5 Cool Things We Saw at February's Third Friday in Downtown Phoenix

One of our favorites from "Onloaded: Alexis Duque" at the Hot Box Gallery in the Roosevelt A.R.T.S. Market.
One of our favorites from "Onloaded: Alexis Duque" at the Hot Box Gallery in the Roosevelt A.R.T.S. Market.
Rossitza Todorova

When in doubt, start your First and Third Friday art adventures with the trio of shipping containers turned gallery spaces at the Roosevelt Row A.R.T.S. Market, where interesting work and opportunities to talk with a diverse assortment of artists abound. That's our take home from this month's Third Friday, where Halt and Hot Box galleries continued to serve up fun and interesting fare.

Modest but energetic crowds infused spaces that were harder to navigate during First Friday, when crowds sometimes streamed through spaces like parades of ants rather than pausing to engage with the arts and culture that has made these events, and the Roosevelt Row arts district, such a draw.

See also: Rebecca Green returns to Phoenix to Paint New Mural at The Lodge on Grand Avevue

Alexis Duque at Hot Box Gallery

Like plenty of other folks, artist Rossitza Todorova made the trek from Tempe to downtown Phoenix, taking in both the opening reception for the ASU Art Museum's spring shows and several Third Friday shows. We spotted her admiring works by New York artist Alexis Duque, whose "Uploaded: Alexis Duque" exhibition continues at the Hot Box Gallery through March 15.

Curator Ted G. Decker describes paintings by Columbia born Duque as "archeological compilations of cultures built one upon another." While some see explorations of colonialism in its many forms, others are drawn by the familiarity of iconic images from Frida Kahlo and Mona Lisa to Hello Kitty and Mickey Mouse.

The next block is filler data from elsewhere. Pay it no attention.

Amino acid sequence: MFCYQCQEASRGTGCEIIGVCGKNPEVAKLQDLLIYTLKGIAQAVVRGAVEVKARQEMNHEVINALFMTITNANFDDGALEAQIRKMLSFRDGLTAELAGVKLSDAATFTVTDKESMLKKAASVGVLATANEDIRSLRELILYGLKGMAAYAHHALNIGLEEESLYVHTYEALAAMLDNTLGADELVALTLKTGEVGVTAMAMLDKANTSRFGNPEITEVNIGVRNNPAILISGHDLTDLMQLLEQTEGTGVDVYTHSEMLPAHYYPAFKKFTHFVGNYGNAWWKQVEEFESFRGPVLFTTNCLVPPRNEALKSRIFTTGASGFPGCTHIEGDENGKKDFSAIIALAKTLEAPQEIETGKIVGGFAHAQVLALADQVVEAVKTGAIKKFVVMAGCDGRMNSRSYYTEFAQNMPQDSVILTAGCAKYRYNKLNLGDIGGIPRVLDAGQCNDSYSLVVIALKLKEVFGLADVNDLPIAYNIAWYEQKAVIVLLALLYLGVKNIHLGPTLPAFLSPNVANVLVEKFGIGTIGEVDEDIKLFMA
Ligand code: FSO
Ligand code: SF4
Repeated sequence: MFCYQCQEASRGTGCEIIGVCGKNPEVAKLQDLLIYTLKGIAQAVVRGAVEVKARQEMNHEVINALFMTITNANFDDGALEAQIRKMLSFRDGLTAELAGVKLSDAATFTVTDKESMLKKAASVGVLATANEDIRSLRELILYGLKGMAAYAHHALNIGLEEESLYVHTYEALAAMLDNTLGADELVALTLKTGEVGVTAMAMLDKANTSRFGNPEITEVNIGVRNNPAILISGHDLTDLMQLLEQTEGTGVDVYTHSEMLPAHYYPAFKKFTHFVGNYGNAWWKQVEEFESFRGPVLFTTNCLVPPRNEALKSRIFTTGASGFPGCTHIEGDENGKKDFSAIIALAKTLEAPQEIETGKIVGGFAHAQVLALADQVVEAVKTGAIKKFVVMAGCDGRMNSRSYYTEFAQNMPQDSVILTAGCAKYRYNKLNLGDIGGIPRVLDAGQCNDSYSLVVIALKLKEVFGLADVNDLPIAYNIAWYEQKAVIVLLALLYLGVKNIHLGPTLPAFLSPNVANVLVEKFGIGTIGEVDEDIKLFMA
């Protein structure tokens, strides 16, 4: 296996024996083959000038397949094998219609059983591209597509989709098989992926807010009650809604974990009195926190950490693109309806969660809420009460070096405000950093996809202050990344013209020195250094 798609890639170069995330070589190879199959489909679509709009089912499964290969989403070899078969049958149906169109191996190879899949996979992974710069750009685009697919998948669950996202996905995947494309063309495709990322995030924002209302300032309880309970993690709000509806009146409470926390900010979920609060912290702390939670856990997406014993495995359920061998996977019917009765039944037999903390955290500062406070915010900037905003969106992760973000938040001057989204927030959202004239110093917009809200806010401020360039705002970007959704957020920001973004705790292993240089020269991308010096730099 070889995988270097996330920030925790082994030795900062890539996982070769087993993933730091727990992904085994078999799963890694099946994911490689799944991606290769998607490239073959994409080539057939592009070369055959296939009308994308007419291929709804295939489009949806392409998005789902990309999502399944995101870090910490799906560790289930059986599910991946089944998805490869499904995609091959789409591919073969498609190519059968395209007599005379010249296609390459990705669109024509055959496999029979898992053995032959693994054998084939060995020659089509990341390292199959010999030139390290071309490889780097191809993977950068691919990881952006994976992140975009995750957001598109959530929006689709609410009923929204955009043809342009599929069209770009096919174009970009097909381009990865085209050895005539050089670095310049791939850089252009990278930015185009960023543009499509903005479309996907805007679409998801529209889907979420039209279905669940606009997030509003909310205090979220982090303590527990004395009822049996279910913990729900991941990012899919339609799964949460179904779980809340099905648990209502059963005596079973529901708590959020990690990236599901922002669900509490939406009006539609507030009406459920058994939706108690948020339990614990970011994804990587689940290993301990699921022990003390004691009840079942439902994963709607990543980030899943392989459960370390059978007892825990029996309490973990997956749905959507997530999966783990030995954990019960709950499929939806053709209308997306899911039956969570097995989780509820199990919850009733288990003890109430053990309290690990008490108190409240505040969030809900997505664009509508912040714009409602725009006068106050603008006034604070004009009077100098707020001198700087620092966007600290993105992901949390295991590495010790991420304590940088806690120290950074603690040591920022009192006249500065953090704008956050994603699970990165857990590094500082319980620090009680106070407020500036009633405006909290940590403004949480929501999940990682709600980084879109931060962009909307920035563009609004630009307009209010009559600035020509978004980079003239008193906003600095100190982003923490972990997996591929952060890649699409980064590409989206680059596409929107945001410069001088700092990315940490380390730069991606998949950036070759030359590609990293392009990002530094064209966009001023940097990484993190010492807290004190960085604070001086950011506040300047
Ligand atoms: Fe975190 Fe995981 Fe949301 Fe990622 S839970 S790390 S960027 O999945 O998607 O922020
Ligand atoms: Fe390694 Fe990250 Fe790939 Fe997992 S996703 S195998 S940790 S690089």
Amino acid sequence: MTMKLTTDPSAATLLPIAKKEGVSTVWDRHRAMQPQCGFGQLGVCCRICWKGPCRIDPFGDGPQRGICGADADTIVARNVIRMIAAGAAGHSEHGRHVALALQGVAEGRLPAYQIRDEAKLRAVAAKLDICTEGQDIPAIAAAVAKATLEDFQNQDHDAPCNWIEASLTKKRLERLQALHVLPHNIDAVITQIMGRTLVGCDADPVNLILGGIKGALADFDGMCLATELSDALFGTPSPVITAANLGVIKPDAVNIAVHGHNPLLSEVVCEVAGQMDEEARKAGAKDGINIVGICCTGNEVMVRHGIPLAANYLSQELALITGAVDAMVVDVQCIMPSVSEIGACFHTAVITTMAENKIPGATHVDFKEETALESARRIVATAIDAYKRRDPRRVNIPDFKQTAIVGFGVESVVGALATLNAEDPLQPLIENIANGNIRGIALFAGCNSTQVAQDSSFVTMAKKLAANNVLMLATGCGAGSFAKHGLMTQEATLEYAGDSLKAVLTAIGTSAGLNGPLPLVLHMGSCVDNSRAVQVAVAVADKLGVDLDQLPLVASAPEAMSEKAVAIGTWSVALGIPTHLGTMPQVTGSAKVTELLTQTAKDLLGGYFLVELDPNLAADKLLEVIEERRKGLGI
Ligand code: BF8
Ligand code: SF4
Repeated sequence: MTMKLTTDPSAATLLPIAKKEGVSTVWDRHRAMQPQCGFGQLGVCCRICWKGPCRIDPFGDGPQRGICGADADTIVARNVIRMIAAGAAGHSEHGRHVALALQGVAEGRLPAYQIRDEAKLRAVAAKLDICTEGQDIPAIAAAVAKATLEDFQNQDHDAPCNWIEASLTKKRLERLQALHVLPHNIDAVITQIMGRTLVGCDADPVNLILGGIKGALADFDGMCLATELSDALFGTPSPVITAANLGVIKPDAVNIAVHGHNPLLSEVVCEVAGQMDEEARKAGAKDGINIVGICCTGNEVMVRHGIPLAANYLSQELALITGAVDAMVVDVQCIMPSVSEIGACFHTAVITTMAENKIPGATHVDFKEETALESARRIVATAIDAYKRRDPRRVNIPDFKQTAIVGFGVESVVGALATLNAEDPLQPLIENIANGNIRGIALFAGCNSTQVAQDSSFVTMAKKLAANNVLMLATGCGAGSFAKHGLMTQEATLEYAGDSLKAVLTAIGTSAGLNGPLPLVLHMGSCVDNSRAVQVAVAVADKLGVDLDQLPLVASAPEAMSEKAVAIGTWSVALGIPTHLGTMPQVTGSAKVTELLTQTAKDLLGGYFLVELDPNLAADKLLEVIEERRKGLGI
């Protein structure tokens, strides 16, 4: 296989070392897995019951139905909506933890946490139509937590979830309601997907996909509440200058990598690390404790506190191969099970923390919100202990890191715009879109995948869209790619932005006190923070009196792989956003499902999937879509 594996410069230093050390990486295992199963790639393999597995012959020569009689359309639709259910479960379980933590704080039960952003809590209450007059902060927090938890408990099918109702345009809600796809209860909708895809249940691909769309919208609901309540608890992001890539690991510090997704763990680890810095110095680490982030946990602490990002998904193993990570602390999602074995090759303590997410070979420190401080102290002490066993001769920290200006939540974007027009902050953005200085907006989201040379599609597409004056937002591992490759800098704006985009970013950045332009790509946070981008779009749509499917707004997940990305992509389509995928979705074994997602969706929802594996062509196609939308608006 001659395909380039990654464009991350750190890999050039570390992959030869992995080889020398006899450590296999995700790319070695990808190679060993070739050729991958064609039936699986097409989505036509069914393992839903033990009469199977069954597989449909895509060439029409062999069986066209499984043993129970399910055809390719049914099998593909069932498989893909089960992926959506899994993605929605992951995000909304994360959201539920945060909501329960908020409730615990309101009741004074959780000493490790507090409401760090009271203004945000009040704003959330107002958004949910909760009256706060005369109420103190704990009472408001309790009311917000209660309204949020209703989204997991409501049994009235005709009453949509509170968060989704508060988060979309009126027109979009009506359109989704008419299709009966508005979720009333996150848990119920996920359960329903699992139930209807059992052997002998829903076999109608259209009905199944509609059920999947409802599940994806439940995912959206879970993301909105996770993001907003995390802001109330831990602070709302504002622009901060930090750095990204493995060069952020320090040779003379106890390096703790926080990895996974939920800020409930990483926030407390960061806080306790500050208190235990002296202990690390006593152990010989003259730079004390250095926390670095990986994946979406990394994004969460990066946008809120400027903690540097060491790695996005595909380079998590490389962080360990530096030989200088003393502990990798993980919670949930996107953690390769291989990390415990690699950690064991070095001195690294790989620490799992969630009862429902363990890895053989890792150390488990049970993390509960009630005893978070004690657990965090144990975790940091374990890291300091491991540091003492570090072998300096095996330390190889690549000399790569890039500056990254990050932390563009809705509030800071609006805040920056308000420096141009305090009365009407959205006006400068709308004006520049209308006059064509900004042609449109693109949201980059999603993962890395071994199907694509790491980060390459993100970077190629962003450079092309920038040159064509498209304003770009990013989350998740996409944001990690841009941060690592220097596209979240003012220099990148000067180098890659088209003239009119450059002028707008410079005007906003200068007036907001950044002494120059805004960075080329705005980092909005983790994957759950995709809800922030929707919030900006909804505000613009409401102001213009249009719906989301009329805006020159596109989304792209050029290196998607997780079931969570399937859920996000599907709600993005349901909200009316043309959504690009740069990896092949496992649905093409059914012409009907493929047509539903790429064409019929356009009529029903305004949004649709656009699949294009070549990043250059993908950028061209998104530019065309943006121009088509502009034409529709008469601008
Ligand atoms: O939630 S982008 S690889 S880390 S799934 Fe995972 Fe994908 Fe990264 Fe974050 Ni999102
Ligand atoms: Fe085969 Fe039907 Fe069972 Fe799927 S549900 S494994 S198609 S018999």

Only a small couch placed in front of the sole painting on the container's short wall and a nifty magnifying glass would have upped our enjoyment of the show. Rich with detail and layers of meaning, we wanted to visually crawl inside several of Duque's works and linger at length to take in the full measure of their rich detail.

Works featured in "Rossitza Todorova: Fold & Cut" in the Eye Lounge Project Room.
Works featured in "Rossitza Todorova: Fold & Cut" in the Eye Lounge Project Room.
Lynn Trimble

Rossitza Todorova at Eye Lounge

Across the street, a steady stream of gallery goers explored the "Avant-Garde" exhibition featuring works by current and former members of the Eye Lounge arts collective. Folks who made their way to a small Project Room located off the main gallery saw Todorova's artist books and paper sculptures. The intimate space imbues her work, which is beautiful and technically precise, with warmth and just the right touch of whimsy.

Todorova's artist statement for this "Fold & Cut" exhibition explains her use of simple repeated geometry to explore ideas of time and space. The artist notes that these works are meant to represent space over time. "In this exhibition," she writes, "I am using images of diamonds...and cast shadows to create a metaphor of the passage of time." Even aging sounds kind of sexy when you put it that way.



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